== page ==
- Midfielders were expected to preserve shape, unlike Pep’s side, which gave the midfielders a lot of freedom.
Due to his unfortunate illness, he had to step down from the position as head coach. However, he convinced Lionel Messi to continue at Barcelona, as the GOAT considered leaving the club.
It was not long after this last act of goodwill to the club that the one season manager passed away. His side won La Liga that year, equalling the league record of 100 points set by Jose Mourinho’s Real Madrid the previous season.
Gerardo ‘Tata’ Martino: (July 2013- May 2014)
This entry is where the tactical analysis of FC Barcelona’s coaches takes its first detour to variety lane. With Tata Martino taking over FC Barcelona, a change in the style of play implied abandoning of the club’s philosophy to an extent. His style of play was focused heavily on repetitive attacks and aimed to disarm opposition defenses with pace and penetration. “Verticalidad” was expected of the players, translating to verticality in gameplay.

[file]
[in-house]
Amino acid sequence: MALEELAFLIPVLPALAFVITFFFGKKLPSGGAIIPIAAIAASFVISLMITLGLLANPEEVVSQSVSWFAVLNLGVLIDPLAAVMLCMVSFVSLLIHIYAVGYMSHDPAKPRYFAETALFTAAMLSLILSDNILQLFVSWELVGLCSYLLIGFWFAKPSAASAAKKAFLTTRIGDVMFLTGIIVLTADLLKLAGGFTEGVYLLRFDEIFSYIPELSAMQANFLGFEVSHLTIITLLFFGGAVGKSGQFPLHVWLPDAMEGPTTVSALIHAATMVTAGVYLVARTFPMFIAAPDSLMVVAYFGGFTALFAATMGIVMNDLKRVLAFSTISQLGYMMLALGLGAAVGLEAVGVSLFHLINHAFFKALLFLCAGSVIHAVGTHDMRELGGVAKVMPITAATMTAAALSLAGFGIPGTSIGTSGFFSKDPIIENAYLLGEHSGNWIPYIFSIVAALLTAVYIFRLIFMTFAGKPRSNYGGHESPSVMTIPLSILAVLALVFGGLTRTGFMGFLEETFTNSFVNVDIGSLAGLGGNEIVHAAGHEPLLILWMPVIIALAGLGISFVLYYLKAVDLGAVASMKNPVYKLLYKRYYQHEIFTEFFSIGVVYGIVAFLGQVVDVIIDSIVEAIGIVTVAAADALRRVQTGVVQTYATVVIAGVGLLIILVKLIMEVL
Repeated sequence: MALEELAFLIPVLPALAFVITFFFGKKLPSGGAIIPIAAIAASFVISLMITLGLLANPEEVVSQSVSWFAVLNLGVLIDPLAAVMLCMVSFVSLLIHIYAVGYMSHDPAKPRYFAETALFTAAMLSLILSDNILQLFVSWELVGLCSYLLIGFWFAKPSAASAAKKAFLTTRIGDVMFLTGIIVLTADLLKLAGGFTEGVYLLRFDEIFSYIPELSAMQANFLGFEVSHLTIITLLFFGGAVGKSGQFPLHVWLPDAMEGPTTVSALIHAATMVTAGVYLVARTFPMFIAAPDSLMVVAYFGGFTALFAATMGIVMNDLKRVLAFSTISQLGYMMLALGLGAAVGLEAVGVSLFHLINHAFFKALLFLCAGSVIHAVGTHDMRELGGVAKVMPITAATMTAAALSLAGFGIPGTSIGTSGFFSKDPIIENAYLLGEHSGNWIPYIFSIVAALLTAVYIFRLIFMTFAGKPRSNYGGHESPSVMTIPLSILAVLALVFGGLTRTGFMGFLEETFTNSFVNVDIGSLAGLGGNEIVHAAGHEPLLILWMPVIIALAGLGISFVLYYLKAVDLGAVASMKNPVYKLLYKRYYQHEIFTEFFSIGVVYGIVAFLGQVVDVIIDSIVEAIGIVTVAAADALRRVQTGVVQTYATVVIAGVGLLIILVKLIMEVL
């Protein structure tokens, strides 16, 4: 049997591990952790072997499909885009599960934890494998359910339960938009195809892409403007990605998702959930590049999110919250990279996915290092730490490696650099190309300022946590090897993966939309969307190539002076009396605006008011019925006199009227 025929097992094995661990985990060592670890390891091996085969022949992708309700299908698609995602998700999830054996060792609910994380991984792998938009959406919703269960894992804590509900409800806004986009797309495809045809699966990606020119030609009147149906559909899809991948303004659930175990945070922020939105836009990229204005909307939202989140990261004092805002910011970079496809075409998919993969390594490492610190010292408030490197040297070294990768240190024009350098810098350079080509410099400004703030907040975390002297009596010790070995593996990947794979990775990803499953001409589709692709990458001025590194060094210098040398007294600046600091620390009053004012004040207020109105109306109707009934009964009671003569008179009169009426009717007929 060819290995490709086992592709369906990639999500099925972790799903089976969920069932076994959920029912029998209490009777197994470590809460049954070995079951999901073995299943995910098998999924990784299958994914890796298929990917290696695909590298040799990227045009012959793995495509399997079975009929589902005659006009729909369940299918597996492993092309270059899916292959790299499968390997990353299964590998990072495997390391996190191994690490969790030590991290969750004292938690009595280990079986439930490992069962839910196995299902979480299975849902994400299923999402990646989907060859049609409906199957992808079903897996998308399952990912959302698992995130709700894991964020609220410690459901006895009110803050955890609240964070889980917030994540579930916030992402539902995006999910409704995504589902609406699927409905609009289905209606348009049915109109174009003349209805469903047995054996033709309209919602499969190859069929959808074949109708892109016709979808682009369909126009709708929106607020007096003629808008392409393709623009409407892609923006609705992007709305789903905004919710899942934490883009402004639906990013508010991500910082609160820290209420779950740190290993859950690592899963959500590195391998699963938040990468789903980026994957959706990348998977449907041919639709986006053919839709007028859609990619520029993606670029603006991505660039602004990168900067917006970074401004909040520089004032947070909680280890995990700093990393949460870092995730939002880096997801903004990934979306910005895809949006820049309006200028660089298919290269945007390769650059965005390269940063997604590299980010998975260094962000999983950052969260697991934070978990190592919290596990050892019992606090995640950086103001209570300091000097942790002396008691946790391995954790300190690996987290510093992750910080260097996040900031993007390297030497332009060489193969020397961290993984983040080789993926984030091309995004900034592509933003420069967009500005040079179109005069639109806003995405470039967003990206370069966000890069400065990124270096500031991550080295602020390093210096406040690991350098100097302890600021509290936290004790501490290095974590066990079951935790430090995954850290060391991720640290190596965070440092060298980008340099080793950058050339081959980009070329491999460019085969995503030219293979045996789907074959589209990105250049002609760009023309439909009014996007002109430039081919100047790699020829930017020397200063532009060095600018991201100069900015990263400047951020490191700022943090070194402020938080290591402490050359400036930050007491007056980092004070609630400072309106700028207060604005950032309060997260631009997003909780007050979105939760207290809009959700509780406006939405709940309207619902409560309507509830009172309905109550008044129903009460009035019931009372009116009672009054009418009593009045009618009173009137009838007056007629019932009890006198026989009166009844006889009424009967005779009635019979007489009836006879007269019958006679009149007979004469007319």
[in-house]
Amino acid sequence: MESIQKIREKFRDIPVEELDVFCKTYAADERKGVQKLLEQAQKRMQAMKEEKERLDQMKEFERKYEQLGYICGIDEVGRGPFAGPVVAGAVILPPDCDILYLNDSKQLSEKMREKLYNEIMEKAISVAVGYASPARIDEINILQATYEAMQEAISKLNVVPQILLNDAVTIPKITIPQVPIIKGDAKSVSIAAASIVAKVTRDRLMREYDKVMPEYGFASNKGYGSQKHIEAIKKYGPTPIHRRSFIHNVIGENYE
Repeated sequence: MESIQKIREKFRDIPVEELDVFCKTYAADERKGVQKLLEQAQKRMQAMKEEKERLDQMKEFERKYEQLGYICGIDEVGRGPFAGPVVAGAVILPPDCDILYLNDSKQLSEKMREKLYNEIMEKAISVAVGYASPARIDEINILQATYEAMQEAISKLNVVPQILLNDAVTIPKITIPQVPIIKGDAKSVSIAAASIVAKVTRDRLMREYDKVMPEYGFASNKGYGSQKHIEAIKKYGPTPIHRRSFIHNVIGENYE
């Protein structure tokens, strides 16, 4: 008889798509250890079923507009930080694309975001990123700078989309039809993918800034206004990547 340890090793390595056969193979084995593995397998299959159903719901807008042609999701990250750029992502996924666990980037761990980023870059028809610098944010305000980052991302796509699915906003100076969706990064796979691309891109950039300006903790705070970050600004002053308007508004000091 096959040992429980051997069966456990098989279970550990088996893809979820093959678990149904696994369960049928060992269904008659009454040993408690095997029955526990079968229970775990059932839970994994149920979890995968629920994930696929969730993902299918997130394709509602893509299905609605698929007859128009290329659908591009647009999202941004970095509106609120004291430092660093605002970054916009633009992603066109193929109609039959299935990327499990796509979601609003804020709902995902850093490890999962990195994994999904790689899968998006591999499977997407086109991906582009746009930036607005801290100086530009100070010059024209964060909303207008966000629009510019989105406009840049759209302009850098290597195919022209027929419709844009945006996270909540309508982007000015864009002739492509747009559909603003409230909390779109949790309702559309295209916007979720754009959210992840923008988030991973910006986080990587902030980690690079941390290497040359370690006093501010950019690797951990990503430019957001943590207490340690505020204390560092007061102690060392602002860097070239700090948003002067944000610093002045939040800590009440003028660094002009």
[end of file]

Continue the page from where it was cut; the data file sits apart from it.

Now, I am analysing the style of play of the third Barcelona coach since the beginning of last decade, ‘Tata’:
- Attacking with midfielders in very advanced roles was observed, unlike the previous freedom given to midfielders under Pep and positional restriction under Tito.
- Center backs were very involved in the build-up, as they were responsible for carrying the ball to higher than usual, usually distributing from the halfway line. Gerard Pique was integral to this Martino’s side, mainly due to his distributional prowess.
- Midfielders, Xavi, Iniesta, dropped back for support while the defense was under pressure, and immediately moved back to their advanced positions.